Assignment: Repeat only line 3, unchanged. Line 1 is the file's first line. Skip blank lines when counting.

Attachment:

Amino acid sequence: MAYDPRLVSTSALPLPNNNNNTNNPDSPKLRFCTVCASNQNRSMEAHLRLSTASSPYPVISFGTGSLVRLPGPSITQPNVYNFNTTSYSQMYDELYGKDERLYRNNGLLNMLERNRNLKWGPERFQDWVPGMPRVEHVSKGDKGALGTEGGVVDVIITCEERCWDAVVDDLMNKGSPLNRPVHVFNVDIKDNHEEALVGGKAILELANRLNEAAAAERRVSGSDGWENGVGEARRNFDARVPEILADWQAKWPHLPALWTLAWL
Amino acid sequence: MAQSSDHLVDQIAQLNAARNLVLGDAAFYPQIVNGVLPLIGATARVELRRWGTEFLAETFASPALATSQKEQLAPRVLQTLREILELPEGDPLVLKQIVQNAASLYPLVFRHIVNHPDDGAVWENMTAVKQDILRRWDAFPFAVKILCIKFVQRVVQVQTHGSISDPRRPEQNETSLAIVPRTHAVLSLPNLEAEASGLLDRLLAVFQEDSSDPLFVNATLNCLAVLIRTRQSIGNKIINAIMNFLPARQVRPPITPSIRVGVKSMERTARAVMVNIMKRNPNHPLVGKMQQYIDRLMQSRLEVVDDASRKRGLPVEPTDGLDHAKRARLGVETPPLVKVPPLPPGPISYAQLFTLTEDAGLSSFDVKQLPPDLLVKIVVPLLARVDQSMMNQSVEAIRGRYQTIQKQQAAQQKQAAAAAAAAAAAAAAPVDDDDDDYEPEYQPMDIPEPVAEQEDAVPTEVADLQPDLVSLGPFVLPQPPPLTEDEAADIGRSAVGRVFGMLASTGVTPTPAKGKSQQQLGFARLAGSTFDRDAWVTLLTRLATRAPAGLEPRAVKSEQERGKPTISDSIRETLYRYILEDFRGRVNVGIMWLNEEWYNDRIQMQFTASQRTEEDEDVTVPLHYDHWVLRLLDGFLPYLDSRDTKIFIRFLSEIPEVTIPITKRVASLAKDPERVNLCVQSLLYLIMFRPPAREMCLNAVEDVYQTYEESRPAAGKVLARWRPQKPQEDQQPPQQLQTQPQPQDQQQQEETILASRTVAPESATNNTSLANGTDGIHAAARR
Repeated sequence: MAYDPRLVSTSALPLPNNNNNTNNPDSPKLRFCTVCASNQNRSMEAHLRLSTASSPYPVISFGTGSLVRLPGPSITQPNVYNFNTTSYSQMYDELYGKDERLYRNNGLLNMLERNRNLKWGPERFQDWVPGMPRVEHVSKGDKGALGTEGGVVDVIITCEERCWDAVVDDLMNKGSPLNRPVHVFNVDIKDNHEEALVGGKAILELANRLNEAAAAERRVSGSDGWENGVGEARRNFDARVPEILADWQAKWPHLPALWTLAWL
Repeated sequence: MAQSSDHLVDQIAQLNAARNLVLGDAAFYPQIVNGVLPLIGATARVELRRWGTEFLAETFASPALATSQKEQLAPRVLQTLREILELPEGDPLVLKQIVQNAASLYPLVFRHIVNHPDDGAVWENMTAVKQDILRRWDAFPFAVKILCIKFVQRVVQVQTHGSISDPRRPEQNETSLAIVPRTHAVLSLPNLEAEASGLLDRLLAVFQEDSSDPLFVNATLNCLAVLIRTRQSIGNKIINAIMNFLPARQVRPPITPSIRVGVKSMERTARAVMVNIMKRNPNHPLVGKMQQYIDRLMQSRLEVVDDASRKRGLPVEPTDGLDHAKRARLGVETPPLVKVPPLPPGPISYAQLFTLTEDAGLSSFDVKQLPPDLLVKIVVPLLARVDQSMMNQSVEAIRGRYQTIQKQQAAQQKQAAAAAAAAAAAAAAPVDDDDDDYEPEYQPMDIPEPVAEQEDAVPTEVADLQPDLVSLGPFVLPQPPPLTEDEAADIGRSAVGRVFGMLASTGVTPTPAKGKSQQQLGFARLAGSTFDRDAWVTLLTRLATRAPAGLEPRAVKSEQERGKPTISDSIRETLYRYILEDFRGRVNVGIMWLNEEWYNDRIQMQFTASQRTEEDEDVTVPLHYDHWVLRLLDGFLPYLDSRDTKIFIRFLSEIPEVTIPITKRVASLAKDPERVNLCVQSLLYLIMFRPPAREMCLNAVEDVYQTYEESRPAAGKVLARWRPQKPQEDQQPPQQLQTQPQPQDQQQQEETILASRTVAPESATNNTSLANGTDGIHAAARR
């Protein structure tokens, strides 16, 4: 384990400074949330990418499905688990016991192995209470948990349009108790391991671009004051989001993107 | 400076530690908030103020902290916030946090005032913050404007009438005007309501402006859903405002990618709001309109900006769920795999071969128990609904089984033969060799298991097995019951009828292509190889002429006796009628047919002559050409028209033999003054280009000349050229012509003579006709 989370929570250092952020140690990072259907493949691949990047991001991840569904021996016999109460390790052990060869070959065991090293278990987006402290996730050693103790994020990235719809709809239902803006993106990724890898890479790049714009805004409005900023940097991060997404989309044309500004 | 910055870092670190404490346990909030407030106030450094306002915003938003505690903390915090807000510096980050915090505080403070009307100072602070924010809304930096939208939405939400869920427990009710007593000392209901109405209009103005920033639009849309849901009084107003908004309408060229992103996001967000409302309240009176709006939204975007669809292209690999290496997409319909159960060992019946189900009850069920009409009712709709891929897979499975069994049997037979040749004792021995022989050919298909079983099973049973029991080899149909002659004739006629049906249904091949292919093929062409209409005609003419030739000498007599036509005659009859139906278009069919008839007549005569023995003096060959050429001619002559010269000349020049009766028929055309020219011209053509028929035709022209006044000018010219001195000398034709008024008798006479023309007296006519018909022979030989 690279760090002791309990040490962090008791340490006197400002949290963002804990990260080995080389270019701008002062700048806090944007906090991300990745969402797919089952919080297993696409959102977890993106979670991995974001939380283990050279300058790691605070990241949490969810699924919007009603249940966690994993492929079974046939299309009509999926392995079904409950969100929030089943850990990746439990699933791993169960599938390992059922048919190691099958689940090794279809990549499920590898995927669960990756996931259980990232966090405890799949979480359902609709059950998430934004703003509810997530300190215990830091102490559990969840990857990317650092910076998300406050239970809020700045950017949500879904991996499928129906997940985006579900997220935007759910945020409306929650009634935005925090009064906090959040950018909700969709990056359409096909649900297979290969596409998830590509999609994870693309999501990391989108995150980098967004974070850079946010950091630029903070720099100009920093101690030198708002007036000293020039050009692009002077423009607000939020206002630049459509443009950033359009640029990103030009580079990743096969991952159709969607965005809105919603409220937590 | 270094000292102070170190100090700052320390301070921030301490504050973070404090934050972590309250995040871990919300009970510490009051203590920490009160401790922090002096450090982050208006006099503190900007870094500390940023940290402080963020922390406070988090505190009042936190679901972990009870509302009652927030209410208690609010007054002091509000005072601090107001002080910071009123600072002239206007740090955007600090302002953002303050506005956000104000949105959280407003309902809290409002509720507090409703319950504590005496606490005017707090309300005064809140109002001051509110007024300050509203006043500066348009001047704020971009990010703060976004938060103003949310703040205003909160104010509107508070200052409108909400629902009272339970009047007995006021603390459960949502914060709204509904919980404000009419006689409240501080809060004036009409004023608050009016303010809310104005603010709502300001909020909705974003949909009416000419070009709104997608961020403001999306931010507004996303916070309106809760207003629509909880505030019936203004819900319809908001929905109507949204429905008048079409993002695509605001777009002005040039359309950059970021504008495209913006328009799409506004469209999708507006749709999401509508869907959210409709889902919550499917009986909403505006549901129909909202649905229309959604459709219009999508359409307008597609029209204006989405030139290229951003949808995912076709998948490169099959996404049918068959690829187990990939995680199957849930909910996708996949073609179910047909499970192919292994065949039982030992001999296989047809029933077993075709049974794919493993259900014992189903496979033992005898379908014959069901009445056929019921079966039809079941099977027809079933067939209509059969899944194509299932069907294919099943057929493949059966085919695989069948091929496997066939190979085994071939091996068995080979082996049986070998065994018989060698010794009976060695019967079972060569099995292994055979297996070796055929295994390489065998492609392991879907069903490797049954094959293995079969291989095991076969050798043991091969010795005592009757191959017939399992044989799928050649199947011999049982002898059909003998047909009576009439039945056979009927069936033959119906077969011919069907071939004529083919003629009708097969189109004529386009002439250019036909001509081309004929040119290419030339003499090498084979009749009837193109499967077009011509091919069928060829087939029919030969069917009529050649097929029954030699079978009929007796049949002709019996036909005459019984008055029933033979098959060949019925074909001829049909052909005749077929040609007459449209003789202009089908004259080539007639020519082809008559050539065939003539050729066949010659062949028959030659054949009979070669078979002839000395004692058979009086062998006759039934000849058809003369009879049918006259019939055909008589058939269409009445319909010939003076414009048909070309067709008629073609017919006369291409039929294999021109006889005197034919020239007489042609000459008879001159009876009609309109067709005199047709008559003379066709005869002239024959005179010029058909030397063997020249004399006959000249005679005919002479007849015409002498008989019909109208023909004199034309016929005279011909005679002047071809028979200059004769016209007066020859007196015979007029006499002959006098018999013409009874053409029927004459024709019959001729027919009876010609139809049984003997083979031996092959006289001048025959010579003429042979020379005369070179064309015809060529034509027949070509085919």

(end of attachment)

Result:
Repeated sequence: MAYDPRLVSTSALPLPNNNNNTNNPDSPKLRFCTVCASNQNRSMEAHLRLSTASSPYPVISFGTGSLVRLPGPSITQPNVYNFNTTSYSQMYDELYGKDERLYRNNGLLNMLERNRNLKWGPERFQDWVPGMPRVEHVSKGDKGALGTEGGVVDVIITCEERCWDAVVDDLMNKGSPLNRPVHVFNVDIKDNHEEALVGGKAILELANRLNEAAAAERRVSGSDGWENGVGEARRNFDARVPEILADWQAKWPHLPALWTLAWL